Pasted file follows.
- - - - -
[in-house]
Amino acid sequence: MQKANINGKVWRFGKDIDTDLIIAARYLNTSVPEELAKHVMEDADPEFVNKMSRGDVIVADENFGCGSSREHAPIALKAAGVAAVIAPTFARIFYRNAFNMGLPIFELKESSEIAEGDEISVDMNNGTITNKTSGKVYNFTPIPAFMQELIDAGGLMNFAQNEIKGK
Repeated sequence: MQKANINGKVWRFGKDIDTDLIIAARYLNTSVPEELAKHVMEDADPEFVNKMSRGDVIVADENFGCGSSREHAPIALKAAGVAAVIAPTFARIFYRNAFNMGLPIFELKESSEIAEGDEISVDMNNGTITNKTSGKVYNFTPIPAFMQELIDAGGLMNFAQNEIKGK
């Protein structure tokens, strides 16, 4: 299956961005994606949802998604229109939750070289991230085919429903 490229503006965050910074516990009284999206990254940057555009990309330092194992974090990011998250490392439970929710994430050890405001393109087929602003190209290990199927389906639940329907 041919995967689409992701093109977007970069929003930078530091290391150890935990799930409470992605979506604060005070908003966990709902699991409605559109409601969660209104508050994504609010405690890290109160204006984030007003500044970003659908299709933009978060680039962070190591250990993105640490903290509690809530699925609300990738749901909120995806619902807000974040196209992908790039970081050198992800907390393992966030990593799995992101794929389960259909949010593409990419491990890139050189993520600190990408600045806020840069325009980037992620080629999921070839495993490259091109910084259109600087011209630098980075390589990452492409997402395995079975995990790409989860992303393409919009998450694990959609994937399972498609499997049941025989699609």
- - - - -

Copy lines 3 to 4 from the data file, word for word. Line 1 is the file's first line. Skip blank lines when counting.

Repeated sequence: MQKANINGKVWRFGKDIDTDLIIAARYLNTSVPEELAKHVMEDADPEFVNKMSRGDVIVADENFGCGSSREHAPIALKAAGVAAVIAPTFARIFYRNAFNMGLPIFELKESSEIAEGDEISVDMNNGTITNKTSGKVYNFTPIPAFMQELIDAGGLMNFAQNEIKGK
């Protein structure tokens, strides 16, 4: 299956961005994606949802998604229109939750070289991230085919429903 490229503006965050910074516990009284999206990254940057555009990309330092194992974090990011998250490392439970929710994430050890405001393109087929602003190209290990199927389906639940329907 041919995967689409992701093109977007970069929003930078530091290391150890935990799930409470992605979506604060005070908003966990709902699991409605559109409601969660209104508050994504609010405690890290109160204006984030007003500044970003659908299709933009978060680039962070190591250990993105640490903290509690809530699925609300990738749901909120995806619902807000974040196209992908790039970081050198992800907390393992966030990593799995992101794929389960259909949010593409990419491990890139050189993520600190990408600045806020840069325009980037992620080629999921070839495993490259091109910084259109600087011209630098980075390589990452492409997402395995079975995990790409989860992303393409919009998450694990959609994937399972498609499997049941025989699609």